I’m glad that the Nordic techniques worked well in Ex Arcana – but, of course, if everyone did what I did, the number of adventures would be fewer, so please don’t see this as claiming that the Nordic way is the only way or the best way of the many different larp styles. Ex Arcana and other similar American larps have a different focus and vision, it’s as simple as that. A Nordic urban fantasy larp might suffer from problems of having people get stuck in dark corners having long never-ending emotional discussions – it can get stagnant and static. That’s never ever going to be a problem in Ex Arcana.
There were also so many talented and responsive character-focused players in Ex Arcana and it was a privilege to play with them and it gave me some truly stellar emotional scenes. See my comments as reflections on the overall focus of the different larp styles, nothing more.
When it comes to the OOG/IG shifts that I found so jarring, and the hazy half IG and half OOG state that I find confusing, they’re an integral part of the larp style here. In the middle of an in game conversation about magical theory, one of my fellow players suddenly grabbed a meta character (that means a character played by an organizer), raises his hand in the OOG sign (the fist) and asks directly “can I use my skill X to do Y here?” There’s a short OOG discussion (carried out in the middle of the room, no one bats an eye at this) and the organizer is very obliging and focused on creating a good scene. The two of them look at the stat cards together for a while and the organizer makes a ruling. The player “pays” with some mana (cards are placed in a bowl in the center of the room) and then the rest of us play on the fact that the magic happened.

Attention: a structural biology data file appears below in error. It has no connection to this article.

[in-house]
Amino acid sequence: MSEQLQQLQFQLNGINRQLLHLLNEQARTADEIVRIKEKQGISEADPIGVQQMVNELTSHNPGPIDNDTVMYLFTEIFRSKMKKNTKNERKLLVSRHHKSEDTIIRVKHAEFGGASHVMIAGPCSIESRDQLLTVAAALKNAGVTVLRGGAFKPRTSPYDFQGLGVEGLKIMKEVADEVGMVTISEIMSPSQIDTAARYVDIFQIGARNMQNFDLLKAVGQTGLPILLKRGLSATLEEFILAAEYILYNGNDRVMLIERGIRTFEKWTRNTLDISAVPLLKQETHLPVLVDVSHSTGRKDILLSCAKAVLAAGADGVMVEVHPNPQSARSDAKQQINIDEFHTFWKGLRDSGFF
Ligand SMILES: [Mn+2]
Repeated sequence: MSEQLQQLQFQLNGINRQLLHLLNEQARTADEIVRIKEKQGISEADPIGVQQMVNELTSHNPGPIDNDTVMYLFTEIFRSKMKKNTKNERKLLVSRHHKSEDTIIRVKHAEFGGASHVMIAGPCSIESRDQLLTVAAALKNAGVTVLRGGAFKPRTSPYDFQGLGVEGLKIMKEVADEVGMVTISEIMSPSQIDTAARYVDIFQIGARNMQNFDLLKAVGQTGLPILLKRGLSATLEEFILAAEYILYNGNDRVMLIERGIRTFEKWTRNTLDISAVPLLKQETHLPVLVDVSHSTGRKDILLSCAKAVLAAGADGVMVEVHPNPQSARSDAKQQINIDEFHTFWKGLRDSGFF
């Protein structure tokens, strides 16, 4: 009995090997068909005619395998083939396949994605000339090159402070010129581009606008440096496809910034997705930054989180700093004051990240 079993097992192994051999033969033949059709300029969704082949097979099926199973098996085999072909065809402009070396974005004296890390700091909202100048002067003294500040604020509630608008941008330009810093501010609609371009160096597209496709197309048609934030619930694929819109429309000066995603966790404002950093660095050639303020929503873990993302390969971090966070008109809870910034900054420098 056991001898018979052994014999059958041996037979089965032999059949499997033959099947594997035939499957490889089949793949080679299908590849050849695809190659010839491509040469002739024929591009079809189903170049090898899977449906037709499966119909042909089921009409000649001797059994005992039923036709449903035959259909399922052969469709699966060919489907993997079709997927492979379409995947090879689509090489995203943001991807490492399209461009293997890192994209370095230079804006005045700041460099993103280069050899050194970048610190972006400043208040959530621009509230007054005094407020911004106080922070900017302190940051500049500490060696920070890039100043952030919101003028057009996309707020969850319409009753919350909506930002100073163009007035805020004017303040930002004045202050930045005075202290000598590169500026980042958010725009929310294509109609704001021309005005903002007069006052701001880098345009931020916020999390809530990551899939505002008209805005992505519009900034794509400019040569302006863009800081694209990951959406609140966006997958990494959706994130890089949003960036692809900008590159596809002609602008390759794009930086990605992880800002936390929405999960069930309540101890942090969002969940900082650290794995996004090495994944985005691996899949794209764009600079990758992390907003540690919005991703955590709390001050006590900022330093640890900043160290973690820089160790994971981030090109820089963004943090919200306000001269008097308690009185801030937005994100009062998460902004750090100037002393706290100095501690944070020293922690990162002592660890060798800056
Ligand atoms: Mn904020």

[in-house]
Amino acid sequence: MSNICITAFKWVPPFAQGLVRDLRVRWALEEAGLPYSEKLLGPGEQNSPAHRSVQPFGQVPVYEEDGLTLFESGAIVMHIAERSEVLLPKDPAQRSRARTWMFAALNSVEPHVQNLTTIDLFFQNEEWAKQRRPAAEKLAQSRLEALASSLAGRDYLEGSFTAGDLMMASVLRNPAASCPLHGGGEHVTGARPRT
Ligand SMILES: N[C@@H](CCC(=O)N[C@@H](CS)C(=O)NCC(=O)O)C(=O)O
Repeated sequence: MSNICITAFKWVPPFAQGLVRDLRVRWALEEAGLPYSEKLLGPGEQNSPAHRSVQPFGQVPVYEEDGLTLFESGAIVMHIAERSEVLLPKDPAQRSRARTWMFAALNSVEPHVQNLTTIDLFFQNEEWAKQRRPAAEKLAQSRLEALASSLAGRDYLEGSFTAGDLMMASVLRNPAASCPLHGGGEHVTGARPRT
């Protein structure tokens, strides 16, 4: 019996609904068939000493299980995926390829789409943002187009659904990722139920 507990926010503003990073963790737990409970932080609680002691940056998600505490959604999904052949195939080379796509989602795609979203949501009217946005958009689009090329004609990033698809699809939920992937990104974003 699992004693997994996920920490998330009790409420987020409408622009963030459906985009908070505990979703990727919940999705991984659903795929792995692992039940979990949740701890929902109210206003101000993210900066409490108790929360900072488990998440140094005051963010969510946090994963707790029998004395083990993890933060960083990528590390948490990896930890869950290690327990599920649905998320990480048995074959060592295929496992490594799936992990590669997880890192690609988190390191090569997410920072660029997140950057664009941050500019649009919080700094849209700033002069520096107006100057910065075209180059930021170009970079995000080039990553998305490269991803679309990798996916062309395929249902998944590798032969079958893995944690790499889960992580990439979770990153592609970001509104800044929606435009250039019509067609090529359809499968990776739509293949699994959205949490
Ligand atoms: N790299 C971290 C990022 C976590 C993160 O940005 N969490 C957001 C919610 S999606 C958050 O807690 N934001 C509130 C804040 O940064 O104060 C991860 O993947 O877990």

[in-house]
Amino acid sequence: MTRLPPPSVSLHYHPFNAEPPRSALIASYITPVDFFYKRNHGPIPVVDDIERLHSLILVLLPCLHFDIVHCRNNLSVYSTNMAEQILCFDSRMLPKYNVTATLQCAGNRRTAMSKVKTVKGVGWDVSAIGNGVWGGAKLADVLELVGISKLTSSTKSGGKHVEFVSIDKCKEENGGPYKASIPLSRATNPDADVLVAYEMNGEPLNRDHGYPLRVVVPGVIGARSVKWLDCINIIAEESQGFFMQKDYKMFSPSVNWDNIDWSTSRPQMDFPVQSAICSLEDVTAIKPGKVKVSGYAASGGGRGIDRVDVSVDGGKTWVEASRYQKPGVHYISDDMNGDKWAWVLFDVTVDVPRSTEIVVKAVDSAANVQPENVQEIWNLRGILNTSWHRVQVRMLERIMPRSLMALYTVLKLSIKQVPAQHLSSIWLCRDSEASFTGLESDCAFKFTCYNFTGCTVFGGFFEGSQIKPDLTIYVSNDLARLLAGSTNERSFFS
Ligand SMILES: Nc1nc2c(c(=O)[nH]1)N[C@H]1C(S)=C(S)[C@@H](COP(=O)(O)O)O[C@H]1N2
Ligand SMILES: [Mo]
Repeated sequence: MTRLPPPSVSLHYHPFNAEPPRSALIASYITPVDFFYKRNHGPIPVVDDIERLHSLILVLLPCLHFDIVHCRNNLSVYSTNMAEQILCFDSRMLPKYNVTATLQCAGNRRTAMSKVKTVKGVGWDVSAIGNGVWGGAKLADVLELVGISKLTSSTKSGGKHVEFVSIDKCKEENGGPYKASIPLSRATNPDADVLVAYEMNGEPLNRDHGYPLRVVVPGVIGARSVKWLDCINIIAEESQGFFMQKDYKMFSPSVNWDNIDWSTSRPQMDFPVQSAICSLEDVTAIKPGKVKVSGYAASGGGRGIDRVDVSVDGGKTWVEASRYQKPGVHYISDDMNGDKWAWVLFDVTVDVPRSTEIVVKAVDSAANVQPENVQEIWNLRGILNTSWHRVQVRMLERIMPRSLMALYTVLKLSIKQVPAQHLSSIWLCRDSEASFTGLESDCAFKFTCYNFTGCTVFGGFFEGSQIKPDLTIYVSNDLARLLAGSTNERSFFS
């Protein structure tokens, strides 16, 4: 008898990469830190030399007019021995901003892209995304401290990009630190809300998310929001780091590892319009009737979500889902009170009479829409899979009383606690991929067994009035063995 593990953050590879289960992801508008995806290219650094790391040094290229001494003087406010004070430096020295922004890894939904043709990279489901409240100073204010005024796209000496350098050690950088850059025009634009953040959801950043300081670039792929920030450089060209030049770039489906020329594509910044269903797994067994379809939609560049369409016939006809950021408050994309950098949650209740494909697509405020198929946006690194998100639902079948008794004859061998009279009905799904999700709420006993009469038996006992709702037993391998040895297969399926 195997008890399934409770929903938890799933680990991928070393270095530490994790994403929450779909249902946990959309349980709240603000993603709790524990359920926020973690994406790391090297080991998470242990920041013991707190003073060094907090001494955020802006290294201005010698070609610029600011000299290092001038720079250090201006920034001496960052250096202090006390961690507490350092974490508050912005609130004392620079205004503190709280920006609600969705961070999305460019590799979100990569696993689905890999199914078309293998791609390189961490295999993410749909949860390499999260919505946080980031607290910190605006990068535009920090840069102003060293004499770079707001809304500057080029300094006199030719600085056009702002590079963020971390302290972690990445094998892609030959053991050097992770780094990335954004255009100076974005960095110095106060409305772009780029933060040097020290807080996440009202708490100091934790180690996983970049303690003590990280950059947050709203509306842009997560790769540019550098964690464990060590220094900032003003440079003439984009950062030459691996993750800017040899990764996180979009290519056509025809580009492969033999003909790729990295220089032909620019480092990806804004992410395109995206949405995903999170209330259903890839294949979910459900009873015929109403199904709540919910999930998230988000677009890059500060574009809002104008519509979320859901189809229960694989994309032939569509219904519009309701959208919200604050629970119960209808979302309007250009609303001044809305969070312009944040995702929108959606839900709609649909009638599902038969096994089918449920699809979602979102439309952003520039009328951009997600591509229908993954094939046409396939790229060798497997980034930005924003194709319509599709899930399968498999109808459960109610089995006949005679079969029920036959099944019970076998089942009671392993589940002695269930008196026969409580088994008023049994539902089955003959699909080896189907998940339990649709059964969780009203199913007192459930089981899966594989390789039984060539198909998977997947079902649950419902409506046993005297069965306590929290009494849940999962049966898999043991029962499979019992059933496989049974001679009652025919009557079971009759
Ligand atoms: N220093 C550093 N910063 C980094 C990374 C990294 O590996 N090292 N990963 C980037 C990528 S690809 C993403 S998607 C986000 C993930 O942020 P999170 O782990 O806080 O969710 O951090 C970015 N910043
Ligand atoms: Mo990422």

I think that a lot of the time when organizers and cards are brought up and used, we could have simply improvised the scene with the same or better results. But there are advantages to having stats in larps too – your character can do things that you would have a hard time acting out convincingly (turn into a gigantic bear! Pickpocket someone!)
The Nordic larp style has a lot of what is called WYSIWYG – what you see is what you get. You wanna play an intimidating brute? Go build some cool armor! You wanna be charistmatic leader? Go take a course in public speaking! Your fellow players will lift you up (bejaka, spela upp, in Swedish) and strengthen your performance, just as you will strengthen theirs – but you do have to make a believable effort to act out the scene convincingly first. This is an amazing experience, especially having your performance enhanced and lifted up by everyone else in a larp. But for someone who doesn’t have the resources (be they OOG money or time or charisma) to enact the basics, just having stats is a great alternative. You don’t need to give that amazing speech – you can just show a card that shows that you just did and then we move on.